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2016 Grants - Babulal
Racial Differences in Alzheimer’s Disease Biomarkers and Driving Behavior
Ganesh Babulal, OTD
Washington University in St. Louis
St. Louis, Missouri
2016 Alzheimer’s Association Research Fellowship to Promote Diversity (AARF-D)
Can Alzheimer’s disease biomarkers help predict who may be at risk for declines in driving ability?
Previous research has shown that individuals diagnosed with Alzheimer’s disease can develop impairment in their driving abilities. It is unknown at what stage of the disease impairment may begin to increase the risk of driving accidents. It is possible that driving ability becomes impaired before the clinical symptoms of Alzheimer’s disease, such as memory loss, are detected.
While previous studies have shown that African-Americans are at increased risk for Alzheimer’s, less is known about how racial background may affect levels of biomarkers for Alzheimer’s disease, and how this may relate to driving ability. Biomarkers include levels of specific proteins in the blood or cerebrospinal fluid, as well as brain changes observed by brain imaging that may indicate the risk of disease. It is not yet known if changes in these biomarkers could help predict impaired driving ability in people with Alzheimer’s disease.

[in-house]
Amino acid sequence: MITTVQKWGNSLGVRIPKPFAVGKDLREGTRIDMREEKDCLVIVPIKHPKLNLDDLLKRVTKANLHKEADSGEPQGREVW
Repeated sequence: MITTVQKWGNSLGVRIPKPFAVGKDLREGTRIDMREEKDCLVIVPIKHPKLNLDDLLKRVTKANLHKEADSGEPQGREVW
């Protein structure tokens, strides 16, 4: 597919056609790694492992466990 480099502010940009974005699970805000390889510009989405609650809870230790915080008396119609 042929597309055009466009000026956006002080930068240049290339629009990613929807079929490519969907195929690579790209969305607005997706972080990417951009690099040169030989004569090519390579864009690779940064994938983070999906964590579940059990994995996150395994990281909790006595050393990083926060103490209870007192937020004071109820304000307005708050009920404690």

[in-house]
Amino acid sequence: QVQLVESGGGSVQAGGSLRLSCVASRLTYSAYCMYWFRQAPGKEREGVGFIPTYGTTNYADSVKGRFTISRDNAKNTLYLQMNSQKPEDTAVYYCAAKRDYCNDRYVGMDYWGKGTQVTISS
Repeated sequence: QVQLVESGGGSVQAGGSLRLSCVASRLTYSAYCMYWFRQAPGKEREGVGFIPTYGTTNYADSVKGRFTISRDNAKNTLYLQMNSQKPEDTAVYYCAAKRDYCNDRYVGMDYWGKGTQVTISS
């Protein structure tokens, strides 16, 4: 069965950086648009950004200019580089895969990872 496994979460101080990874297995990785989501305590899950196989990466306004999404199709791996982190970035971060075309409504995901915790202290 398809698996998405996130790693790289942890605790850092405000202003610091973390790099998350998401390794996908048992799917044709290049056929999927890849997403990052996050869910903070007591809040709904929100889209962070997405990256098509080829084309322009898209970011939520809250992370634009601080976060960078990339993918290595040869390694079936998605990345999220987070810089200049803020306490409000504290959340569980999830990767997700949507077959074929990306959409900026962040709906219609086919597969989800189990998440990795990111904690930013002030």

Ganesh Babulal, OTD, and colleagues will conduct a study to determine if levels of Alzheimer’s biomarkers differ between African-Americans and Caucasians, and explore if these biomarkers could help identify who may be at risk for decline in driving abilities. They will study 60 older individuals and measure changes in Alzheimer’s-related proteins in the brain and cerebrospinal fluid. Dr. Babulal and colleagues will also use computerized equipment to record driving behavior over several months in the participants. They will determine whether levels of Alzheimer’s biomarkers at the beginning of the test period were related to driving behavior at that time, and whether biomarker levels predicted changes in driving ability over the subsequent months.
These studies could help scientists better understand how Alzheimer’s biomarkers may differ across racial groups, and whether levels of biomarkers could be used as a tool to predict driving ability in people who may be at risk for Alzheimer’s disease. The results of this work could also inform interventions to help prolong safe driving and maintain independence and quality of life during aging.